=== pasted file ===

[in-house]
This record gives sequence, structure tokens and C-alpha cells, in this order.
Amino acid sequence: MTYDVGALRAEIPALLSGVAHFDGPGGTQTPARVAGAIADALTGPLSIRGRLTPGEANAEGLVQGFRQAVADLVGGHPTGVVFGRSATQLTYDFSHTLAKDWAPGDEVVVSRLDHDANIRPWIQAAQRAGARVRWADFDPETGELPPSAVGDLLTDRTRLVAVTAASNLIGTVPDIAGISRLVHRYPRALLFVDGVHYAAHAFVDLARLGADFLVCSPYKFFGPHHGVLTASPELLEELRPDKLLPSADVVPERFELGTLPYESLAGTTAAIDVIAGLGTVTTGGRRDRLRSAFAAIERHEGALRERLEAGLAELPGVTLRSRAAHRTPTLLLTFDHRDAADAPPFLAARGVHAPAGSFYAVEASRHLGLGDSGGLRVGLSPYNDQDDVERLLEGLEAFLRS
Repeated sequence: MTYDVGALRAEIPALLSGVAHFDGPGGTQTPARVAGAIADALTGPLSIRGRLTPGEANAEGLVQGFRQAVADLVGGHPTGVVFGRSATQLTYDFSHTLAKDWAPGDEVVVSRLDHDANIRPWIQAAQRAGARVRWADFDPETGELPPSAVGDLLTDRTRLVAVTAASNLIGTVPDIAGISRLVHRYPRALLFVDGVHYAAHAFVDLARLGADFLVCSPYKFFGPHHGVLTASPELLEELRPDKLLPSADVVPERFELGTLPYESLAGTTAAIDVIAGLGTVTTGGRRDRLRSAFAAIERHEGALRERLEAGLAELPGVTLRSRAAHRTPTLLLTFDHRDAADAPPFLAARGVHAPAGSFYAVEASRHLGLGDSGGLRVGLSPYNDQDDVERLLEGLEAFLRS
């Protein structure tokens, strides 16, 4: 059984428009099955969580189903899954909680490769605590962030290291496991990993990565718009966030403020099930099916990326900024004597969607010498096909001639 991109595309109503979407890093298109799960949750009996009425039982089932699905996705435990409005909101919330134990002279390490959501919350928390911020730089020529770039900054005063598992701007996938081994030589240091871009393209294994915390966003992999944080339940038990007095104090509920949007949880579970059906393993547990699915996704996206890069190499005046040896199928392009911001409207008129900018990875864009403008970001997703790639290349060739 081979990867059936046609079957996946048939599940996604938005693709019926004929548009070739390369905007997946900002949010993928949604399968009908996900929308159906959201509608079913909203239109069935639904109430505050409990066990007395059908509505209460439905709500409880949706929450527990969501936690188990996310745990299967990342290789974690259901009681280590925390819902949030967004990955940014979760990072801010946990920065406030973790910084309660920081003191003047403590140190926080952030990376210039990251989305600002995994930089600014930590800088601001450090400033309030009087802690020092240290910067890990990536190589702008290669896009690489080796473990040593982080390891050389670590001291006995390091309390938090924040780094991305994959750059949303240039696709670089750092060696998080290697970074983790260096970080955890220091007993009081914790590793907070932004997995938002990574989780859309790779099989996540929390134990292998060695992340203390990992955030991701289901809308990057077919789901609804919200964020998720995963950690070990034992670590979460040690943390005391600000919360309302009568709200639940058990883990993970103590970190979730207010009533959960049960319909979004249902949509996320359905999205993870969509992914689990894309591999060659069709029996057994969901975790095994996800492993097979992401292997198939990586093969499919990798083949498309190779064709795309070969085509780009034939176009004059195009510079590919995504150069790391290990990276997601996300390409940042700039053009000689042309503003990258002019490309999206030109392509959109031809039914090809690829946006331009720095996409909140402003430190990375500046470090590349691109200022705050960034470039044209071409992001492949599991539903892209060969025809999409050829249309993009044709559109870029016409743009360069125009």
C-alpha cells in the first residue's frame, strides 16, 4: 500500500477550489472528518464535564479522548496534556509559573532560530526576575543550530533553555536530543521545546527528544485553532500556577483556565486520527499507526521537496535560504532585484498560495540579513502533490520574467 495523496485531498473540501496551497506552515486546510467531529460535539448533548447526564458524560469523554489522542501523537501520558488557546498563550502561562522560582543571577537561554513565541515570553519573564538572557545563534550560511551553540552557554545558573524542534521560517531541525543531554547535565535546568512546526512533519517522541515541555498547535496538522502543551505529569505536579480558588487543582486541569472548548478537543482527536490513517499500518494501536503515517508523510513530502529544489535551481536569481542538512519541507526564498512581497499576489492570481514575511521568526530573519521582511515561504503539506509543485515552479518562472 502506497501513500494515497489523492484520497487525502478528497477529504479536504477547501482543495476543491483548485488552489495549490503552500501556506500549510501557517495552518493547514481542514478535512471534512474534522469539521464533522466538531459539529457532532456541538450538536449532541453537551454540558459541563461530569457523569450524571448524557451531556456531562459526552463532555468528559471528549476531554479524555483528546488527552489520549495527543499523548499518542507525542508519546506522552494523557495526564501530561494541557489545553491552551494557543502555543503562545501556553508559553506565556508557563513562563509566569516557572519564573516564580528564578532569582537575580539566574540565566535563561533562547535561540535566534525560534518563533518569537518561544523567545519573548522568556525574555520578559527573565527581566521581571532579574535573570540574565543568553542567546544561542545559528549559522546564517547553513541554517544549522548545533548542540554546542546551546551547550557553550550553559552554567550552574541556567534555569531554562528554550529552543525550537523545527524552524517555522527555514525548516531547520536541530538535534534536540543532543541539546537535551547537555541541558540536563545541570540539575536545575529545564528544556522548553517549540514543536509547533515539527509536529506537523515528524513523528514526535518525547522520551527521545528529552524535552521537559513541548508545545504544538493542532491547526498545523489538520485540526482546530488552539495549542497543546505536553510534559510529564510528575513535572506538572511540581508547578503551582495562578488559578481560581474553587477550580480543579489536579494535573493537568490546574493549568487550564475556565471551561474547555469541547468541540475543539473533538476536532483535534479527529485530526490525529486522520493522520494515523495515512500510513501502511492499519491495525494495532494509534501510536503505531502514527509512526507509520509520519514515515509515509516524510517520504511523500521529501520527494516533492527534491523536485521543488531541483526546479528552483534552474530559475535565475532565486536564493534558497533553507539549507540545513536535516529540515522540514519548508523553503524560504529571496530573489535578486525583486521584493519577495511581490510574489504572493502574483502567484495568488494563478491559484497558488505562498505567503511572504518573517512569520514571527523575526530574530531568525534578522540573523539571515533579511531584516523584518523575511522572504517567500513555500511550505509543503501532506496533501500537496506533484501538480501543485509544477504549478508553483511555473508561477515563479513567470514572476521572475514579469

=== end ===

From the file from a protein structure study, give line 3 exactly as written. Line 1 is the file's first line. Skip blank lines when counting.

Amino acid sequence: MTYDVGALRAEIPALLSGVAHFDGPGGTQTPARVAGAIADALTGPLSIRGRLTPGEANAEGLVQGFRQAVADLVGGHPTGVVFGRSATQLTYDFSHTLAKDWAPGDEVVVSRLDHDANIRPWIQAAQRAGARVRWADFDPETGELPPSAVGDLLTDRTRLVAVTAASNLIGTVPDIAGISRLVHRYPRALLFVDGVHYAAHAFVDLARLGADFLVCSPYKFFGPHHGVLTASPELLEELRPDKLLPSADVVPERFELGTLPYESLAGTTAAIDVIAGLGTVTTGGRRDRLRSAFAAIERHEGALRERLEAGLAELPGVTLRSRAAHRTPTLLLTFDHRDAADAPPFLAARGVHAPAGSFYAVEASRHLGLGDSGGLRVGLSPYNDQDDVERLLEGLEAFLRS